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Queen Mary Alumni

South Asian Heritage Month Testimonial: Agha Hasan

This South Asian Heritage Month, Agha Hasan (Sustainable Energy Systems MSc, 2018) shares his experience of moving to the UK as a 24 year old, his pride in his South Asian heritage, and the beauty he has found in embracing different cultures. 

Man standing next to a poster which reads 'South Asian Heritage Month'

We all know how integral of a role one’s cultural background plays in forming one’s identity. Growing up in a Pakistani household and moving to the UK as a 24-year-old, the culture shock was profound. 

I was always proud of the rich, colourful history, beautiful clothing, distinctive customs, delicious cuisines, and unique language. I learned that my grandparents were in India before Partition took place 75 years ago. My grandmother told me about how difficult it was and the struggles she faced relocating to Pakistan. Our layered history profoundly influenced the identity of Pakistanis today - even those that had moved to UK at some point in time. The British abruptly ended a two hundred year plus rule of the Mughals, which changed the subcontinent irrevocably over the next 100 years. Then, with the death of almost 2 million people, a whole new country was birthed. Liberation, sacrifice, unlearning, and learning was all that these citizens of both nations knew. 

I am proud of my South Asian roots and all the other roots that have been planted in the UK to make up the multicultural society that we enjoy in the UK.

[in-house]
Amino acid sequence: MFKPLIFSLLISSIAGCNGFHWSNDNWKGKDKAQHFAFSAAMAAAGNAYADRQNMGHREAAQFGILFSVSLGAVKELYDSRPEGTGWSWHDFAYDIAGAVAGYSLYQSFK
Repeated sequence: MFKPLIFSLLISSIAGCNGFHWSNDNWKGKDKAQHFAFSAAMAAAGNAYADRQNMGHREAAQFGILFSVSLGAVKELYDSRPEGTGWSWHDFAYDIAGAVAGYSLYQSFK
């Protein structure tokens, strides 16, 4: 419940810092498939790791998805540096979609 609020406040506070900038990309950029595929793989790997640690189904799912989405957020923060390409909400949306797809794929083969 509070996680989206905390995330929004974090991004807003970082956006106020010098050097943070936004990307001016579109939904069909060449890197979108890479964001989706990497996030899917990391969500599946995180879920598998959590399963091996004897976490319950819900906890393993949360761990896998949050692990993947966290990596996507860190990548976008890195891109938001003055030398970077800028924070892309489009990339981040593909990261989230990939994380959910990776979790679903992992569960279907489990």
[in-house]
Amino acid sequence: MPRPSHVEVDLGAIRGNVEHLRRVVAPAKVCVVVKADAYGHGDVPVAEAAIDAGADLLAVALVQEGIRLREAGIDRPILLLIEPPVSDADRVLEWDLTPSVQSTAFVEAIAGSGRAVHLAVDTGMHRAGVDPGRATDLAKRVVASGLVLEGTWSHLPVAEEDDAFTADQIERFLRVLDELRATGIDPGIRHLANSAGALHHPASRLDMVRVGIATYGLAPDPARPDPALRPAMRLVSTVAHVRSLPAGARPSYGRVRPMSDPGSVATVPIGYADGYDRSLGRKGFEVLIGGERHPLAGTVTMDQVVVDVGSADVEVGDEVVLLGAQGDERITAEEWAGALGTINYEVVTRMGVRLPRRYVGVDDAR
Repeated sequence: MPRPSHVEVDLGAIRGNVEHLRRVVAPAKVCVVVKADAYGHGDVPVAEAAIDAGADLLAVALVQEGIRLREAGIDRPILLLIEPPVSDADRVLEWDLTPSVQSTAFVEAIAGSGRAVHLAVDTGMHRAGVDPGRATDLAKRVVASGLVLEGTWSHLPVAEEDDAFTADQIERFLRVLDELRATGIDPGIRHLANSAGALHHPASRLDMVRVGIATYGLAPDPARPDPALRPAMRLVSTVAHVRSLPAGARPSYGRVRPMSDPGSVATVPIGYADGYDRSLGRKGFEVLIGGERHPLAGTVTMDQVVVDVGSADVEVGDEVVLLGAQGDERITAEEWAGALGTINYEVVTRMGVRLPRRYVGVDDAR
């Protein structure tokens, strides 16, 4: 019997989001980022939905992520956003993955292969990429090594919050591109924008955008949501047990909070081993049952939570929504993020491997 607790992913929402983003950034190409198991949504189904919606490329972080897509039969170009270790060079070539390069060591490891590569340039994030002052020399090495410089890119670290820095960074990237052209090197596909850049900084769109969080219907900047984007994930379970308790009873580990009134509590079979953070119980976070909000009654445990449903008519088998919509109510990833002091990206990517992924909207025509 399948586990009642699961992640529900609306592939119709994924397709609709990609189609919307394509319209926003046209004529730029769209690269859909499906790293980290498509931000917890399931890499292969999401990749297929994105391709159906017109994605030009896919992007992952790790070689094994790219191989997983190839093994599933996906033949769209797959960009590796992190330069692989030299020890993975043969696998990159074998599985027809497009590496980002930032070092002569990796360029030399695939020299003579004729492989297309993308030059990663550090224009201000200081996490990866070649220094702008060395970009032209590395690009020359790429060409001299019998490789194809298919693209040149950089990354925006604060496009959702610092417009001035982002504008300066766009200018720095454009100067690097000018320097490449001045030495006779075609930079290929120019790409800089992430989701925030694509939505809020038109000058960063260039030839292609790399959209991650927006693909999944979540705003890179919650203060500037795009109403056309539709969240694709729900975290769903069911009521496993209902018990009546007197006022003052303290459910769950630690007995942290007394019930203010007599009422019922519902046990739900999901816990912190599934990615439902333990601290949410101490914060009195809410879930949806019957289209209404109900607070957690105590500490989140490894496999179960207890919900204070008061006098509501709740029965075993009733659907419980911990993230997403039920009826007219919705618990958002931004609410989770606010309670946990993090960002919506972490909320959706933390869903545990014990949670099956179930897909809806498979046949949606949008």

The more I discovered about my heritage, the more I embraced it in the UK. How could I not represent my roots knowing the long and arduous struggle to freedom my forefathers faced? Now I proudly let people know where I’m from when asked about my ethnicity on the streets of London. It was quite the learning curve, as it took me a while to get the hang of things: like London slang, how to get around, how to find places that appeased my ‘desi’ palate, etc. I was trying to find the perfect middle ground where I could explore this new, wonderful space without compromising the values I grew up with. 

Of course, there were several ups and downs, but now, as someone who has graduated and is working in UK politics, I couldn’t be more grateful for this journey. Studying in one of the best universities in London, successfully completing a degree, and working in the ‘the mother of parliaments’ under the first Pakistani Muslim MP of England, have all helped me to feel proud and confident of my South Asian heritage. Interacting with the 1.6 million Pakistani diaspora in the UK and celebrating South Asian Heritage Month in Parliament has made me feel recognised and honoured to be living in the UK. 

Overall, I have learnt so much about my heritage from the Pakistani community since living in the UK and I have also been able to add to my sense of self and belonging by exploring other cultures as well. I am proud of my South Asian roots and all the other roots that have been planted in the UK to make up the multicultural society that we enjoy in the UK. 



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